Diversity of influences on infant feeding strategies in women living with HIV in Cape Town, South Africa: a mixed methods study
To explore influences on infant feeding intentions and practices in women living with HIV in South Africa.
Structured questionnaires were completed by 207 pregnant women and 203 post‐partum women in Cape Town, South Africa. Concurrently, 34 semi‐structured, qualitative interviews explored the influences on infant feeding strategies in women living with HIV.
Overall, 50% (104) of pregnant women intended to breastfeed and 22% (45) of post‐partum women ever breastfed. Women who breastfed or intended to breastfeed were significantly more likely to have running water in their homes, to have formal housing and to receive advice in support of breastfeeding. Advice from clinic staff was the strongest predictor of breastfeeding [adjusted relative odds (ARO) in pregnant women: 6.87; 95% confidence interval (CI): 2.67, 17.66; ARO in post‐partum women: 4.04; 95% CI: 1.60, 10.19]. Other important influences included previous infant feeding experiences, desires to protect the infant from HIV and involvement of other care providers. Many women also noted that breastfeeding was not feasible due to work commitments and highlighted concerns around the discontinuation of the free provision of infant formula.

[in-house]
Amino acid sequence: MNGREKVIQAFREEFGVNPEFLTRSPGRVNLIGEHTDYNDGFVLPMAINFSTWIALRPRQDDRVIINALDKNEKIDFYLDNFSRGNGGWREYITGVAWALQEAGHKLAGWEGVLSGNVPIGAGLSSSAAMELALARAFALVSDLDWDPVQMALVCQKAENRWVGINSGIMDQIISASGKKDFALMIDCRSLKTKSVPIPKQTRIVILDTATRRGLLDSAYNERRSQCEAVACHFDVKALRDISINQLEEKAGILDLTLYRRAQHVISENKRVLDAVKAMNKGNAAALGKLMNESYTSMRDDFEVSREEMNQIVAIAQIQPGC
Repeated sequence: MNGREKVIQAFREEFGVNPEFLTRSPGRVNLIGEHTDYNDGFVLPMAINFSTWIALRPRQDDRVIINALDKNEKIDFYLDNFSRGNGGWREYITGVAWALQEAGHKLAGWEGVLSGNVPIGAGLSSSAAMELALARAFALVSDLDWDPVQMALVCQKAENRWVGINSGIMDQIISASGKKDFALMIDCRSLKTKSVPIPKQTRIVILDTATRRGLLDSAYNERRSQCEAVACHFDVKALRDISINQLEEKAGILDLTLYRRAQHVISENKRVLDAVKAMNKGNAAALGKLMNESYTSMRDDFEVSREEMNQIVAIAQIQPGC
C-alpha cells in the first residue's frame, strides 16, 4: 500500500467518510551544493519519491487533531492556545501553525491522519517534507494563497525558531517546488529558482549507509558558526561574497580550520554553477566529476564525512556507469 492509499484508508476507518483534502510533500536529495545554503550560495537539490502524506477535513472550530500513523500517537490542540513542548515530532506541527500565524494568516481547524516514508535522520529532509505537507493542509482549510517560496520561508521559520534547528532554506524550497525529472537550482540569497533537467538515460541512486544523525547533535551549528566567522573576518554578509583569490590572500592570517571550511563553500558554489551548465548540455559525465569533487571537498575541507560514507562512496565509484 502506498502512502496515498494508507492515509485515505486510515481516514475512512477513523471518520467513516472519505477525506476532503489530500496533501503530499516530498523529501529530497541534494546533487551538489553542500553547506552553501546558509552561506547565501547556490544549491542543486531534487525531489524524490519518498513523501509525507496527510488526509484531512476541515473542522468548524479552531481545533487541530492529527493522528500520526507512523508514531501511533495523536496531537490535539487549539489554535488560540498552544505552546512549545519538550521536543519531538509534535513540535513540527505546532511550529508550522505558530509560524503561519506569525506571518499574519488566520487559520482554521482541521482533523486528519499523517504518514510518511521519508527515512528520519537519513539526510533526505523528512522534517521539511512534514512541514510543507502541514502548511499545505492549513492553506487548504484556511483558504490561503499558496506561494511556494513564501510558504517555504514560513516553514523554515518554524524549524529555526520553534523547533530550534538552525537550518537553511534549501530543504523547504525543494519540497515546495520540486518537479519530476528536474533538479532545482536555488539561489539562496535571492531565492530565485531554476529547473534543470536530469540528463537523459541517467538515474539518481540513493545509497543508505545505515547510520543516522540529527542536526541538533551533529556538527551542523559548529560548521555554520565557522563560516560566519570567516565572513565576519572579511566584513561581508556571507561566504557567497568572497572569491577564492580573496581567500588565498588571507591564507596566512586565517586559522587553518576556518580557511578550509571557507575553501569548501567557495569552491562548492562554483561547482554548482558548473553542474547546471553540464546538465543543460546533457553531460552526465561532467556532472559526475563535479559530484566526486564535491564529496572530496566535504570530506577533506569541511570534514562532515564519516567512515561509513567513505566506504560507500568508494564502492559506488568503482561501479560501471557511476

These results suggest that women living with HIV balance complex influences in deciding on their preferred infant feeding strategies. This underscores the need for extensive provider, patient and community education to ensure consistent messaging, while allowing for adaptation to the circumstances of individual mothers.
Document Type: Research Article
Publication date: 2013-12-01